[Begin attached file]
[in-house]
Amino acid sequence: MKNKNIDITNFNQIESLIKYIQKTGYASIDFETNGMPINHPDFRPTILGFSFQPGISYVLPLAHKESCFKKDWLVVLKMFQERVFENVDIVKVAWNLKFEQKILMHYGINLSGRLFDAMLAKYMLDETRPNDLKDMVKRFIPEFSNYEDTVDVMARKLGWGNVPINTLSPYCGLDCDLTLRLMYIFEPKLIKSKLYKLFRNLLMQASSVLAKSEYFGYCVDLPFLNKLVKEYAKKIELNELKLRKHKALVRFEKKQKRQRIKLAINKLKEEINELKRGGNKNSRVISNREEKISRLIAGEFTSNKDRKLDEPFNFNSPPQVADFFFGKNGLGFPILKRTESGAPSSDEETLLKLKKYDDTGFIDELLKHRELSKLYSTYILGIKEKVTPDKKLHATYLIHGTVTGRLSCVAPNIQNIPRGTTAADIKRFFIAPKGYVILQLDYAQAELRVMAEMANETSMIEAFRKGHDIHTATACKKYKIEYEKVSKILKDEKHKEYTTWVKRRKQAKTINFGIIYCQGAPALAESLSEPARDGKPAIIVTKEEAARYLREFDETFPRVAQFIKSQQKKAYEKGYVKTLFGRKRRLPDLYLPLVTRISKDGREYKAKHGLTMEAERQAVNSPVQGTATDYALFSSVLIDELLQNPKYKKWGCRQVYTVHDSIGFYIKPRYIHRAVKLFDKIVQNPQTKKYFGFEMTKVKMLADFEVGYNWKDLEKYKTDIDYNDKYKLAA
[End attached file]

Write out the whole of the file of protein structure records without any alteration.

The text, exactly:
[in-house]
Amino acid sequence: MKNKNIDITNFNQIESLIKYIQKTGYASIDFETNGMPINHPDFRPTILGFSFQPGISYVLPLAHKESCFKKDWLVVLKMFQERVFENVDIVKVAWNLKFEQKILMHYGINLSGRLFDAMLAKYMLDETRPNDLKDMVKRFIPEFSNYEDTVDVMARKLGWGNVPINTLSPYCGLDCDLTLRLMYIFEPKLIKSKLYKLFRNLLMQASSVLAKSEYFGYCVDLPFLNKLVKEYAKKIELNELKLRKHKALVRFEKKQKRQRIKLAINKLKEEINELKRGGNKNSRVISNREEKISRLIAGEFTSNKDRKLDEPFNFNSPPQVADFFFGKNGLGFPILKRTESGAPSSDEETLLKLKKYDDTGFIDELLKHRELSKLYSTYILGIKEKVTPDKKLHATYLIHGTVTGRLSCVAPNIQNIPRGTTAADIKRFFIAPKGYVILQLDYAQAELRVMAEMANETSMIEAFRKGHDIHTATACKKYKIEYEKVSKILKDEKHKEYTTWVKRRKQAKTINFGIIYCQGAPALAESLSEPARDGKPAIIVTKEEAARYLREFDETFPRVAQFIKSQQKKAYEKGYVKTLFGRKRRLPDLYLPLVTRISKDGREYKAKHGLTMEAERQAVNSPVQGTATDYALFSSVLIDELLQNPKYKKWGCRQVYTVHDSIGFYIKPRYIHRAVKLFDKIVQNPQTKKYFGFEMTKVKMLADFEVGYNWKDLEKYKTDIDYNDKYKLAA